Our gardens are waking up! Garden centers are putting out trees and vines to be planted. Last weekend I got into a mouthwatering conversation anticipating Stevenson’s abundant strawberry patches.
Churches are throbbing with Spring energy. Readfield UMC just opened their doors for newcomers to get to know various organizations and opportunities in their community. Bolster’s Mills, Brunswick, and Highland Ave. have built community collaboration with auctions to support mission efforts. Belfast, Auburn, and Brunswick hosted last weekend’s Resource days in which 54 people, representing 22 churches, equipped themselves with Appreciative Inquiry and Asset mapping tools. We hope you’ll send short articles about what goodness is budding in your church so that others can learn and be inspired!
From Genesis 1: 11: then God said, “Let the earth put forth vegetation: plants yielding seed, and fruit trees of every kind on earth that bear fruit with the seed in it.” And it was so. To Revelation 22:2, on either side of the river is the tree of life with its twelve kinds of fruit, producing its fruit each month; and the leaves of the tree are for the healing of the nations, and including what protestants call the apocryphal books, the NRSV bible translation mentions “fruit” 293 times.
In the New testament, the fruit of Mary’s womb grows up to speak of the fruit of the spirit, fruits of discipleship, fruit that feeds minds, bodies and souls with the kindom of God.
As we move toward the celebration of Pentecost, festival of fruits, I invite you to look over my shoulder as I read and reflect on “Bearing Fruit: Ministry with Real Results” by Lovett Weems and Tom Berlin. If you pick up the book and read along, you may be challenged, as I am, by the introduction’s list of excuses in seasons of unfruitfulness. Have you ever thought (as I have):
”I am not called to be effective. I am called to be faithful.”
”I am called to a ministry of presence.”
“You have to understand where we are in our life cycle as a congregation.”
We ARE called to be faithful. Faithfulness forms Christ like character in us that longs to by conduits for the fruitfulness of God’s reign.
We ARE called to ministry of presence with others as Christ’s love flows through us. This does not mean that we are to ignore Jesus’ mandate to grow as disciples and invite others to grow with us. When church becomes more about helping each other feel better than finding the inner strength breathed in by the Spirit, we are crippling, rather than healing, one another.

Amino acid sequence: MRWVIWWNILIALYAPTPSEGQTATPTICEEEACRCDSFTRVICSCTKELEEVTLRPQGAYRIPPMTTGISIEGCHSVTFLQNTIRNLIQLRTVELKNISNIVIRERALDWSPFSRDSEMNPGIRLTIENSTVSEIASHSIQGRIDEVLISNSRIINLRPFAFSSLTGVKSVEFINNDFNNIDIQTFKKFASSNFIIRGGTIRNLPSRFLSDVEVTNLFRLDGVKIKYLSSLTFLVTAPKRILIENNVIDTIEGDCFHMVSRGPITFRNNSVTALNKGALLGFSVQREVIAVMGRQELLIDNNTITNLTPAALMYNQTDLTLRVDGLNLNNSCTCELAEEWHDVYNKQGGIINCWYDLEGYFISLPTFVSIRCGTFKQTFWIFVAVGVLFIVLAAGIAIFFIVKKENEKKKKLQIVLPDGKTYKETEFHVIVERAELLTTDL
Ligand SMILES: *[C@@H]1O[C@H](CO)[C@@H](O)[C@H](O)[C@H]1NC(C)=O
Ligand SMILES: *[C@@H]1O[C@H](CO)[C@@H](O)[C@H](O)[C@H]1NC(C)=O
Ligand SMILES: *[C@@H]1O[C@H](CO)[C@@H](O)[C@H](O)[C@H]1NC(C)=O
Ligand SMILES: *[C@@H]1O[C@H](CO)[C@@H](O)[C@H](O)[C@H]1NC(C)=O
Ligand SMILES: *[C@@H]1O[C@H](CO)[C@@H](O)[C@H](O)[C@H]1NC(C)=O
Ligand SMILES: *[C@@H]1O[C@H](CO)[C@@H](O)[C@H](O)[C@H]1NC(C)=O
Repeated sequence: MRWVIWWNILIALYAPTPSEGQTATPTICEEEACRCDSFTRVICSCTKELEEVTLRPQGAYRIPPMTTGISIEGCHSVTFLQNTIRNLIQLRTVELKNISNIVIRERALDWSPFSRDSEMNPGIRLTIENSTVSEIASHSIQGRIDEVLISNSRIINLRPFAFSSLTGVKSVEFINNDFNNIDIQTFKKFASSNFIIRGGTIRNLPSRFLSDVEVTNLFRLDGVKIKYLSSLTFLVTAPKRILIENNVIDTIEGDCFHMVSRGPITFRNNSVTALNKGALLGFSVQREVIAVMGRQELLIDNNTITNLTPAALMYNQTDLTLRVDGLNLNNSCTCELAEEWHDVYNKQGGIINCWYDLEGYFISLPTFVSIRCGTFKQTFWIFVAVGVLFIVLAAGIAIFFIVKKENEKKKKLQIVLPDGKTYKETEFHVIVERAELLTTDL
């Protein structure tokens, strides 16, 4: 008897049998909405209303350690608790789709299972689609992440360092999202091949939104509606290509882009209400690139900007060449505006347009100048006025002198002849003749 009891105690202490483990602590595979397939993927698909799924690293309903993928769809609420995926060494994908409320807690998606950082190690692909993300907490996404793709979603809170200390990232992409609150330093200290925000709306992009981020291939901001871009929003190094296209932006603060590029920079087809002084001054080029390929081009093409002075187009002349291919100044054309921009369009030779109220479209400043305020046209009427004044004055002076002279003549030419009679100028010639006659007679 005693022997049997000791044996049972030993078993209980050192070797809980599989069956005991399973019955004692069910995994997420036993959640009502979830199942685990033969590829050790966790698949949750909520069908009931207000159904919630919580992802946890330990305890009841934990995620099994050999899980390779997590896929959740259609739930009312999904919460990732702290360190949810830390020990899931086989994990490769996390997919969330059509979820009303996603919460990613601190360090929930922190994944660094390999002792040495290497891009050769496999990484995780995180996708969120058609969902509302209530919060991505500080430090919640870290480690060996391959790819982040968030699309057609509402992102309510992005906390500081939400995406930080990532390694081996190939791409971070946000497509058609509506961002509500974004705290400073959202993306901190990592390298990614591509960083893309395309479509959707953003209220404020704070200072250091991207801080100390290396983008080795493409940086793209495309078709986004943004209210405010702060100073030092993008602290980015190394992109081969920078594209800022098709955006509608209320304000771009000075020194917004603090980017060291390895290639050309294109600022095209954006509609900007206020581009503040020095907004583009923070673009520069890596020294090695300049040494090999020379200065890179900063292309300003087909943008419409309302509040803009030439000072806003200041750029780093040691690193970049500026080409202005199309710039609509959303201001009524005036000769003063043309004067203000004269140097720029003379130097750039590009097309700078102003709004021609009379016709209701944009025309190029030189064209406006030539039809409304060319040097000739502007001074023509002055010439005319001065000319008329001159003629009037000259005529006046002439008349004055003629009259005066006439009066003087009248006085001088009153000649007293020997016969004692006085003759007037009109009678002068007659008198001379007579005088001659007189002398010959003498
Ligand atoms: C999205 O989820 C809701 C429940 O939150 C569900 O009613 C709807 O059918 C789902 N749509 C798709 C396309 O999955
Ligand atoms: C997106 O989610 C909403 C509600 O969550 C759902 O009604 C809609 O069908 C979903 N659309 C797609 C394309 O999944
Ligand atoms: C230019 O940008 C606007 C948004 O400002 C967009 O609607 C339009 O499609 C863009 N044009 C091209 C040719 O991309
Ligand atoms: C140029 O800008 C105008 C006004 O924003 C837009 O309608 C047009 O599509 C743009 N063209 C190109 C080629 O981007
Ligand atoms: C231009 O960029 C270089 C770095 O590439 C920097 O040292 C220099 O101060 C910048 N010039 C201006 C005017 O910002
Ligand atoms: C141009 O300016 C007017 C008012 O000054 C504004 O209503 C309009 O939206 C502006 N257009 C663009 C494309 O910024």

It IS useful to know where our church is in its life cycle, not for avoiding decision making, planning, and implementing, but so that we who are alive on Christ’s vine may bear what God is giving us to bring to fruition.
Lovett and Tom write, Fruitfulness is vastly different from what the world regards as success. Fruitfulness has as its goal not personal advancement, or acclaim but the advancement of God’s reign on earth. It seeks to shape the life and work of the congregation through a shred passion for its mission.
Let’s plan for a Pentecost of epic proportions. Perhaps this year’s celebration will be when you lead your congregation in committing to a fruitful future, faithful to discover and live the plans God has for you. As you make plans for sharing the love of our living Christ, let me know how it’s going and how Lori and I can support you. We have tools and resources for every season and step of the way.
Next Week: Chapter One: A Biblical Mandate for Fruitfulness.
For this reason, since the day we heard it, we have not ceased praying for you and asking that you may be filled with the knowledge of God’s will in all spiritual wisdom and understanding, so that you may lead lives worthy of the Lord, fully pleasing to him, as you bear fruit in every good work and as you grow in the knowledge of God. -Colossians 1:9-10 (NRSV)
Karen L Munson
A pastor and artist, I'm wondering while I'm wandering through God's marvelous creation.